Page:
ANN ARBOR, Mich. — So. Close.
In the past two decades, Illinois Football has had some big moments. An upset over No. 1 Ohio State. A walk-off against undefeated Wisconsin on Homecoming. A thrilling 9OT win at Penn State.
It was seconds away from topping them all.
On a two-game losing streak and entering a hostile Big House as 17.5-point underdogs, the Fighting Illini found themselves leading 17-16 late in the fourth quarter.
Only seconds away from an earth-shattering win over the undefeated No. 3 Wolverines, the Illini defense needed one more stop.
With the game on the line, Michigan QB JJ McCarthy converted a 4th and 4 near midfield. From there, a few questionable calls led the Wolverines to the Illini 18-yard line with only 13 seconds left.
The only thing standing between Illinois and one of the greatest upsets in program history was Michigan kicker Jake Moody.
The All-American kicker delivered a no-doubter from 35 yards out, dropping the hearts of Illini faithful everywhere.
Using Moody’s heroics, McCarthy’s crucial throws and clutch defensive stops, No. 3 Michigan outlasted Illinois 19-17.
HOW IT HAPPENED
Michigan started the game just like everyone expected the No. 3 team in the nation would. A 7-play, 75-yard drive was capped off by Blake Corum’s 18th rushing touchdown of the year.
Multiple 3-and-outs by Illinois to start the game gave everyone the impression that this game would get out of hand quickly. However, despite out-gaining Illinois 146 yards to 22 yards and possessing the ball for 12:10 in the first quarter, Michigan only scored once.
The 7-0 score stagnated until the Illini led a drive deep into Wolverine territory, and a false start on fourth down forced the Illini to settle for a field goal.
Going into half, the score was only 7-3. Despite Blake Corum’s 103 rushing yards and a touchdown, the Wolverines couldn’t get much else going on offense.
Late in the second quarter, Corum went down with a leg injury and was forced out of the game. He only ran the ball once in the second half before staying out the remainder of the game.
Corum’s fellow Heisman candidate Chase Brown came into the game leading the nation with 1,442 rushing yards. After one half, he had 16 rushes for only 47 yards.
Just like in every other game this season, Brown stepped up when the team needed him most. His first six rushes in the second half amounted to 36 yards, and an 8-yard touchdown run tied the game at 10 apiece.
Brown didn’t stop there. An electrifying 37-yard touchdown run late in the third quarter gave the Illini a 17-10 lead.
In one of the toughest environments in college football, Illinois had all the momentum.
However, once the fourth quarter started, Michigan played defense like its life depended on it. The Illinois defense limited Michigan to two field goals in back-to-back drives, but the offense couldn’t give them any breathing room.
Illinois failed to score at all in the fourth quarter, allowing Michigan to chip away at the lead. Three Wolverine field goals were enough to scrape past the Illini, keeping the No. 3 team in the country undefeated.
MOMENTS THAT MATTERED
SETTING THE TONE: On the first play from scrimmage, Corum outran Illini defenders en route to a 37-yard run. This play gave the Wolverines momentum, and they only took 2:10 to score the first touchdown of the day.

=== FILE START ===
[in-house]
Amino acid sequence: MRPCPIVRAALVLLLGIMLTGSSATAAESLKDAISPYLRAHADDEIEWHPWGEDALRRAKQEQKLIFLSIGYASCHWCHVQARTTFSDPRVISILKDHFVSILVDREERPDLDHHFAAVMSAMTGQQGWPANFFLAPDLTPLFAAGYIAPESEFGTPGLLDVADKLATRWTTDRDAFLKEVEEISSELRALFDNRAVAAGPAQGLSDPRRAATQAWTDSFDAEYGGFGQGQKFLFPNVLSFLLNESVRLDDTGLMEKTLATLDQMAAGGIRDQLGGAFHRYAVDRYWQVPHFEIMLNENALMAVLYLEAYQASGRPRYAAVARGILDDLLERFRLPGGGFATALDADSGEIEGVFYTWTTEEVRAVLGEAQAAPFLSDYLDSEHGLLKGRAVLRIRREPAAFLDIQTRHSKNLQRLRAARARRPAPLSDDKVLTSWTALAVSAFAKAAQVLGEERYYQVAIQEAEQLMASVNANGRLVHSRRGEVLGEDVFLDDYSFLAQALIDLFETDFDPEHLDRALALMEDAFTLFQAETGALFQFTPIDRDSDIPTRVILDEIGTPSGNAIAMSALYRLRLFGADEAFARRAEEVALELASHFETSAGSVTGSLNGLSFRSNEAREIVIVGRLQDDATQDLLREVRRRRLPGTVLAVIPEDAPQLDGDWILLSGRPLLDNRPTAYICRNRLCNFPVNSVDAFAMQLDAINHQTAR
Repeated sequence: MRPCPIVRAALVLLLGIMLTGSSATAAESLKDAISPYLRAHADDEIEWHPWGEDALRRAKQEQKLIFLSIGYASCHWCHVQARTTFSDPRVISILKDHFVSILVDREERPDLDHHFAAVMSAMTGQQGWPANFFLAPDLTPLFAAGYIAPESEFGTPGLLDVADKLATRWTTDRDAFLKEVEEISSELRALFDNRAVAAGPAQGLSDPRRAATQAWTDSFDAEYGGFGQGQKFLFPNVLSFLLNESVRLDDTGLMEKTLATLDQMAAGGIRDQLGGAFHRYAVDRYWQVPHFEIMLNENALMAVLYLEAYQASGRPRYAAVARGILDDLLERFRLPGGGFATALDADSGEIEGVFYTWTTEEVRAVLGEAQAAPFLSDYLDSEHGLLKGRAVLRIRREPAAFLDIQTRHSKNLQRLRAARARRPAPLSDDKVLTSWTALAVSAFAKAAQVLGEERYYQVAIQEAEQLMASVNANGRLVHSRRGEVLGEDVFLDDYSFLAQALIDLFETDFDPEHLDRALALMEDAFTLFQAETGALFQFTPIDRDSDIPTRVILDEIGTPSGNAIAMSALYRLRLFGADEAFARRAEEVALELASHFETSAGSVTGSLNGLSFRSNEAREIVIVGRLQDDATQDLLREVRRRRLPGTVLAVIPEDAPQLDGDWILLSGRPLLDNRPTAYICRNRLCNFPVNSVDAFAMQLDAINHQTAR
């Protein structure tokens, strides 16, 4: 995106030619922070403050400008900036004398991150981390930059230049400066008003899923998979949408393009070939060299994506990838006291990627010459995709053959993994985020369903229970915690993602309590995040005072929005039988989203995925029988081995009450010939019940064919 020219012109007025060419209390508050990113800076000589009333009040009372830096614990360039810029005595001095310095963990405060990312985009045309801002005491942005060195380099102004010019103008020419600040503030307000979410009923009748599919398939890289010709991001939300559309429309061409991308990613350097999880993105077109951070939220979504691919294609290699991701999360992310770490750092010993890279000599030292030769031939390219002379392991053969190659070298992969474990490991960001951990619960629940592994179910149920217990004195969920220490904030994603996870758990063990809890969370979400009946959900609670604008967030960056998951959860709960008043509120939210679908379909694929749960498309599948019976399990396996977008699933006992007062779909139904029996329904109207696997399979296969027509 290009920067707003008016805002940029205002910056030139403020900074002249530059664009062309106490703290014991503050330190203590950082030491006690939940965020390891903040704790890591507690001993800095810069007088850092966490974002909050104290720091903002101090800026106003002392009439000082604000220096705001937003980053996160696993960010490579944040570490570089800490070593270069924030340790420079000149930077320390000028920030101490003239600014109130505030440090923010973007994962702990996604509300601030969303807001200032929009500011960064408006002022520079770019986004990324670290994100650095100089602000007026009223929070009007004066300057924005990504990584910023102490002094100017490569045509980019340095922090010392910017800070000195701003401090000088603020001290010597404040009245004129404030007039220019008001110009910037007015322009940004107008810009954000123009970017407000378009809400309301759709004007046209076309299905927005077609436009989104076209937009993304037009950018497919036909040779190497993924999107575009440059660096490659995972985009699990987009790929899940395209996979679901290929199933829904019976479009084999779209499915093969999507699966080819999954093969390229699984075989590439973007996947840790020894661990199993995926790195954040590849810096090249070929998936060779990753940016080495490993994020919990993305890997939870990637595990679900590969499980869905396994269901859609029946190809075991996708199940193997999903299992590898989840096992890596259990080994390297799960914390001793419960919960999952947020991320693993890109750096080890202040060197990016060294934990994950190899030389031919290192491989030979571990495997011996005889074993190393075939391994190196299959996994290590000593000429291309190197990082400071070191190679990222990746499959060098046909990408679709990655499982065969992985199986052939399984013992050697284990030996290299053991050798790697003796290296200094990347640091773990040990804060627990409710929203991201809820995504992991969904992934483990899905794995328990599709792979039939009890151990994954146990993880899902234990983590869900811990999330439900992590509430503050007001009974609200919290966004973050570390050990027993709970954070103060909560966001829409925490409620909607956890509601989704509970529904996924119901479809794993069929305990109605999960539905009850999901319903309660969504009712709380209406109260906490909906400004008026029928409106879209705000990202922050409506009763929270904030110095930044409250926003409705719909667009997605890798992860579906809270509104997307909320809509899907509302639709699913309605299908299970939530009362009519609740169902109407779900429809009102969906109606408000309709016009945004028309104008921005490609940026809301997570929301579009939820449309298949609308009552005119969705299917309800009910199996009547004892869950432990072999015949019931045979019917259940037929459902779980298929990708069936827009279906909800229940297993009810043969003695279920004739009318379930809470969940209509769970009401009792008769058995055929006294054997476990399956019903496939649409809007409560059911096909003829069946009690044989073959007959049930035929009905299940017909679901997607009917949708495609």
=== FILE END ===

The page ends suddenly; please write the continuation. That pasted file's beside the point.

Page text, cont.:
FOURTH DOWN STRUGGLES: Early in the second quarter, Illinois led a productive drive into Michigan territory for the first time of the afternoon. However, Chase Brown was stuffed on 4th and 1. With the score 7-0 at the time, Illinois had its best chance to cut into the lead, but that chance vanished.
FUMBLE!!: With Michigan driving towards the end of the first half, Corum went down with an apparent ankle injury on a run. After further review, it was revealed that Corum also fumbled right before he suffered the injury. Corum only saw one carry for the rest of the game.
PENALTIES: Only needing one more first down to seal the game, Illinois QB Tommy DeVito scrambled his way to one yard shy of the first down marker. However, a holding penalty was committed by RG Zy Crisler, forcing the offense back to a 3rd and 17. The holding resulted in an Illini punt that led to Michigan’s game-winning drive.
On this final drive, DB Devon Witherspoon was called for pass interference, much to the dismay of Witherspoon and head coach Bret Bielema. This crucial penalty was the difference between a 35-yard and 50-yard field goal.
No. 3 Michigan
JJ McCarthy (QB): 18-34, 208 yards
Blake Corum (RB): 18 rushes, 108 yards, TD
Junior Colson (LB): 6 tackles, 0.5 TFL
Tommy DeVito (QB): 21-30, 178 yards
Chase Brown (RB): 29 rushes, 140 yards, 2 TD
Isaac Darkangelo (LB): 7 tackles, 2.5 TFL
Alex Palczewski started for the 63rd time in his career, extending his Illinois and Big Ten record for career starts.— Illini Stats & Notes (@IlliniStats) November 19, 2022
Palczewski trails only Appalachian State's Thomas Hennigan (65, 2017-21) for the most starts in FBS history.#Illini | #HTTO
YOU GOTTA SEE THIS
Bielema with a not-so-subtle reference to his frustration with the refs.
November 19, 2022
Third quarter Chase Brown was DOMINANT.
That's ✌️ for No. 2⃣.@chasebrown____ gives @IlliniFootball the lead at No. 3 Michigan. pic.twitter.com/60IRt05MVu— Big Ten Network (@BigTenNetwork) November 19, 2022
TWEET OF THE GAME
To all #ILL players, coaches and especially for our fans…. We will work all week in practice to defend this play especially on 4th down #famILLy https://t.co/bJhpShjbcY— Bret Bielema (@BretBielema) November 19, 2022
Illinois wraps up the regular season next Saturday in Evanston against Northwestern.
Game time and TV channel have not yet been announced.